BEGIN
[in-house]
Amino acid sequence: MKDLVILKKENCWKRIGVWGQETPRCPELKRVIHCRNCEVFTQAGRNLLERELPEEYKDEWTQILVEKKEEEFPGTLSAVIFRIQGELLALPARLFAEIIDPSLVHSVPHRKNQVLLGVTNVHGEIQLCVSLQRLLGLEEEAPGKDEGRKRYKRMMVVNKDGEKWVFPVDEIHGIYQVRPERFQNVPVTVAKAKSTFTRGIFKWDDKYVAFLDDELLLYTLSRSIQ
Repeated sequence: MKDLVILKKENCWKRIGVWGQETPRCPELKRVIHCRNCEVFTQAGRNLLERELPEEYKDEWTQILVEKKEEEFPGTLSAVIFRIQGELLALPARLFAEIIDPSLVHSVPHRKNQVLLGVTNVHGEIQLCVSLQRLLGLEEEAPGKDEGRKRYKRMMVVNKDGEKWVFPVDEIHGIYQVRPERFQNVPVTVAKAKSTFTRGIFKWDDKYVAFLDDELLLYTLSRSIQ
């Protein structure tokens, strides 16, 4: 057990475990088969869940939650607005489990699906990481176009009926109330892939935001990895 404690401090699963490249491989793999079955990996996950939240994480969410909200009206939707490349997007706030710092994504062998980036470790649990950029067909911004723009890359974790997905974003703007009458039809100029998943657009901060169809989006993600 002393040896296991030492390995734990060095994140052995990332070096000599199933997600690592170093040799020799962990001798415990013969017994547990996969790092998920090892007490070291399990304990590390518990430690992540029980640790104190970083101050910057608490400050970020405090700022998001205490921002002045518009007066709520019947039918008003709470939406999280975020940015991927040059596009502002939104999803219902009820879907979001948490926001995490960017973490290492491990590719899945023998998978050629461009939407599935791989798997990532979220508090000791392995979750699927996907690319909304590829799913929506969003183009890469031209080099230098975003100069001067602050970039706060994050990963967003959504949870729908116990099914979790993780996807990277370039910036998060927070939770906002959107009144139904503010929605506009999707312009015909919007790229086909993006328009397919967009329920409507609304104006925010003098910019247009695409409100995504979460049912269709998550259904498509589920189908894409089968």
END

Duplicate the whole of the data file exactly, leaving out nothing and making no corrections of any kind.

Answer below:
[in-house]
Amino acid sequence: MKDLVILKKENCWKRIGVWGQETPRCPELKRVIHCRNCEVFTQAGRNLLERELPEEYKDEWTQILVEKKEEEFPGTLSAVIFRIQGELLALPARLFAEIIDPSLVHSVPHRKNQVLLGVTNVHGEIQLCVSLQRLLGLEEEAPGKDEGRKRYKRMMVVNKDGEKWVFPVDEIHGIYQVRPERFQNVPVTVAKAKSTFTRGIFKWDDKYVAFLDDELLLYTLSRSIQ
Repeated sequence: MKDLVILKKENCWKRIGVWGQETPRCPELKRVIHCRNCEVFTQAGRNLLERELPEEYKDEWTQILVEKKEEEFPGTLSAVIFRIQGELLALPARLFAEIIDPSLVHSVPHRKNQVLLGVTNVHGEIQLCVSLQRLLGLEEEAPGKDEGRKRYKRMMVVNKDGEKWVFPVDEIHGIYQVRPERFQNVPVTVAKAKSTFTRGIFKWDDKYVAFLDDELLLYTLSRSIQ
């Protein structure tokens, strides 16, 4: 057990475990088969869940939650607005489990699906990481176009009926109330892939935001990895 404690401090699963490249491989793999079955990996996950939240994480969410909200009206939707490349997007706030710092994504062998980036470790649990950029067909911004723009890359974790997905974003703007009458039809100029998943657009901060169809989006993600 002393040896296991030492390995734990060095994140052995990332070096000599199933997600690592170093040799020799962990001798415990013969017994547990996969790092998920090892007490070291399990304990590390518990430690992540029980640790104190970083101050910057608490400050970020405090700022998001205490921002002045518009007066709520019947039918008003709470939406999280975020940015991927040059596009502002939104999803219902009820879907979001948490926001995490960017973490290492491990590719899945023998998978050629461009939407599935791989798997990532979220508090000791392995979750699927996907690319909304590829799913929506969003183009890469031209080099230098975003100069001067602050970039706060994050990963967003959504949870729908116990099914979790993780996807990277370039910036998060927070939770906002959107009144139904503010929605506009999707312009015909919007790229086909993006328009397919967009329920409507609304104006925010003098910019247009695409409100995504979460049912269709998550259904498509589920189908894409089968």